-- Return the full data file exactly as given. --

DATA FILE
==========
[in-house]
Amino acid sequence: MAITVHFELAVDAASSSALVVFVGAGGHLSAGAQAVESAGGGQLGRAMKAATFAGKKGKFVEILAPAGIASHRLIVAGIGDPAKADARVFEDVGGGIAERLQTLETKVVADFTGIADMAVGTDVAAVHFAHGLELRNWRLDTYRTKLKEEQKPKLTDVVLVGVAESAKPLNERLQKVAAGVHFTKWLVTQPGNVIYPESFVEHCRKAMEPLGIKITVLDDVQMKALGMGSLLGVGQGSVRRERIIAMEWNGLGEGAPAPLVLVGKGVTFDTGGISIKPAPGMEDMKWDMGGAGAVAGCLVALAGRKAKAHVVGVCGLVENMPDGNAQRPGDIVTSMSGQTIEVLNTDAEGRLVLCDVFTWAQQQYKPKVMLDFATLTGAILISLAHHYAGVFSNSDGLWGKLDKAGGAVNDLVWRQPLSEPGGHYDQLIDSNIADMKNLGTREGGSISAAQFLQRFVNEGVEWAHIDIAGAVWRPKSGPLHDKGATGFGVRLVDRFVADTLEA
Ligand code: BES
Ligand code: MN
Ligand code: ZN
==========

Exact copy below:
[in-house]
Amino acid sequence: MAITVHFELAVDAASSSALVVFVGAGGHLSAGAQAVESAGGGQLGRAMKAATFAGKKGKFVEILAPAGIASHRLIVAGIGDPAKADARVFEDVGGGIAERLQTLETKVVADFTGIADMAVGTDVAAVHFAHGLELRNWRLDTYRTKLKEEQKPKLTDVVLVGVAESAKPLNERLQKVAAGVHFTKWLVTQPGNVIYPESFVEHCRKAMEPLGIKITVLDDVQMKALGMGSLLGVGQGSVRRERIIAMEWNGLGEGAPAPLVLVGKGVTFDTGGISIKPAPGMEDMKWDMGGAGAVAGCLVALAGRKAKAHVVGVCGLVENMPDGNAQRPGDIVTSMSGQTIEVLNTDAEGRLVLCDVFTWAQQQYKPKVMLDFATLTGAILISLAHHYAGVFSNSDGLWGKLDKAGGAVNDLVWRQPLSEPGGHYDQLIDSNIADMKNLGTREGGSISAAQFLQRFVNEGVEWAHIDIAGAVWRPKSGPLHDKGATGFGVRLVDRFVADTLEA
Ligand code: BES
Ligand code: MN
Ligand code: ZN